He had even left an unfinished glass of lager on his bedside table, and after peering into it, I saw that a film of dead insects and mould had started to develop on the surface. All of a sudden I no longer had the urge to go to the pub for a pint of lager, and not wanting to vomit all over myself, I backed away from the table, and continued to look for any cash that Tony may have inadvertently scattered throughout his bedroom, in the same way a squirrel hordes nuts, so in barren times it always has something to eat, and doesn't have to worry about where its next meal is going to come from.

But Tony had left nothing of any value lying around, unless his stash of pornographic magazines had some sort of resale value. But even then, there was no way I was going to touch his magazines, because soiled magazines containing pictures of nude women are on the same level as unfinished glasses of lager.

I kicked one of his socks across the floor and swore loudly. He was in Florida, doing very nicely for himself, and I was in London, doing not very nicely. I then took a final look around his room, and told myself that he wasn't coming back, and that his room was going to stay as he had left it, in the same way that parents leave the rooms of children who are killed in road accidents, or tragic drownings.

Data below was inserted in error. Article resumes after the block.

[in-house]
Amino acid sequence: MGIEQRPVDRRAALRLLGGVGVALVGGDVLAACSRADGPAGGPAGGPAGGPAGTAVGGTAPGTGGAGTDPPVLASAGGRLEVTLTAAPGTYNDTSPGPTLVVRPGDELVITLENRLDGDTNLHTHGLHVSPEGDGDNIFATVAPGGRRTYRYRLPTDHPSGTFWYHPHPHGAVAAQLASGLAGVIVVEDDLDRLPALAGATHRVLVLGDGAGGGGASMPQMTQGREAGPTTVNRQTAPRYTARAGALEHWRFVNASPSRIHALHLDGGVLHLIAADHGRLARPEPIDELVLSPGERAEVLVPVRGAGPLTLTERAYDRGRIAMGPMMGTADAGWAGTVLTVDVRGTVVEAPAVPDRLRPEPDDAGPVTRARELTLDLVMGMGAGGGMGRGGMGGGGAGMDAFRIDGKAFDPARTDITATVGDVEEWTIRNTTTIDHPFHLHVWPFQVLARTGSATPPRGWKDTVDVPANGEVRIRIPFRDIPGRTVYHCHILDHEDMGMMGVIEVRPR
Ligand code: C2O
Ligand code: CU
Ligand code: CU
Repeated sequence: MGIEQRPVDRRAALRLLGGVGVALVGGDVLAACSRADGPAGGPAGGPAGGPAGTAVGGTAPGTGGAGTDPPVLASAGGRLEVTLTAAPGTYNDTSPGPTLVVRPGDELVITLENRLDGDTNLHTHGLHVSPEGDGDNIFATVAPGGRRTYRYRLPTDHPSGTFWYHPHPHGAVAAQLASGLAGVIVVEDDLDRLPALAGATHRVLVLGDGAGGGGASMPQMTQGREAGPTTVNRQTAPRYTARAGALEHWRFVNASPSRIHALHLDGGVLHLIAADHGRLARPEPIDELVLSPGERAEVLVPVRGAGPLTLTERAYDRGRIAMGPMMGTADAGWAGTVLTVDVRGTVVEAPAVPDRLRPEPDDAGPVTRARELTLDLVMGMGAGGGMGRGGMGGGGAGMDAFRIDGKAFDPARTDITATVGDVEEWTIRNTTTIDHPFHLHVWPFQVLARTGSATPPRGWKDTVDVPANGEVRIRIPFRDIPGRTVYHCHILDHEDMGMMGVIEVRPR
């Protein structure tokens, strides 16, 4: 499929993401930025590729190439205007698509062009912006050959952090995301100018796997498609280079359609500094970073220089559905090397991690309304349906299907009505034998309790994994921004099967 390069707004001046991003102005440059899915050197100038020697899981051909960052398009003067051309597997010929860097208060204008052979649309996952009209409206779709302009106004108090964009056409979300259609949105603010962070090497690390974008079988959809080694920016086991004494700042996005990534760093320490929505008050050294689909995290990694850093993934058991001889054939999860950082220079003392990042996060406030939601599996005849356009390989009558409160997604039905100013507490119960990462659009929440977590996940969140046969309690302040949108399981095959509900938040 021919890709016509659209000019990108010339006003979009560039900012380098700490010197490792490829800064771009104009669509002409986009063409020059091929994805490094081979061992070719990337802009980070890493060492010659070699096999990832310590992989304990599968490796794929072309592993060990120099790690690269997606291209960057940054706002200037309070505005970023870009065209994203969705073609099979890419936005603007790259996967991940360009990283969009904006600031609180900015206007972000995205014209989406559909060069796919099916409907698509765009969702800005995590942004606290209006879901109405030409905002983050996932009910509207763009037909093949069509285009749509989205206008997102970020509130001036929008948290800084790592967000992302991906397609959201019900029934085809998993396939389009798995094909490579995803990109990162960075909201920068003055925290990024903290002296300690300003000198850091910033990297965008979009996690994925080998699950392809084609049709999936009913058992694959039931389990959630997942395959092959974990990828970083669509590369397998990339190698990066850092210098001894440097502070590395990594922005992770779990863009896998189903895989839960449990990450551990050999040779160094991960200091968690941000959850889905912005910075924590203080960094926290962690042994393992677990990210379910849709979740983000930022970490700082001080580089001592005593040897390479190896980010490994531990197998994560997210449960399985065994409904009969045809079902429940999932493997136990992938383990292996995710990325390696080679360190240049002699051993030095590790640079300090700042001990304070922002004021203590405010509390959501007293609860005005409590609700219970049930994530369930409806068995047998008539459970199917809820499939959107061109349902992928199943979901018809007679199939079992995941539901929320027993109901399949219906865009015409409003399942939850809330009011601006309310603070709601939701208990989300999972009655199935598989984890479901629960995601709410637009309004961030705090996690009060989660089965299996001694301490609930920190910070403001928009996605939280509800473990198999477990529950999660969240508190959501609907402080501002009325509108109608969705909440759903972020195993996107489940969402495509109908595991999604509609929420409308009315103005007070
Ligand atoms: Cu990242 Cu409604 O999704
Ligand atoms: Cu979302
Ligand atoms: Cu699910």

It was a shrine.

Dave Cooper feeling terribly lonely, realising that his only friend in the world, Tony, is enjoying a new life in the U.S.A.
Extract taken from "An American Adventure" -By Luke Ryman. Ebook & paperback version available from Amazon.
God Bless America!

Thursday, 11 October 2012

Peeling Potatoes For A Living

I'm thirty-seven and live above a pub, in a very small, but well-equipped flat. The rent's cheap, because I work in the pub, where I spend my days peeling vegetables in the kitchen, occasionally working behind the bar, and doing other things for the landlord, Tom. The pub has got to be the best one in town, because it's always packed, especially at lunchtimes, and is perched on the edge of a cliff. I would like to say that my room overlooks the sea, but it doesn't, because it's at the back of the building, and all I can see is the backyard, which is full of overflowing dustbins, empty bottles, and plastic crates. It's a shit view, but it's better than having nothing at all to look at, which is what it would be like if I was homeless, and living under a cardboard roof in the middle of the nearby woods, with the immigrants.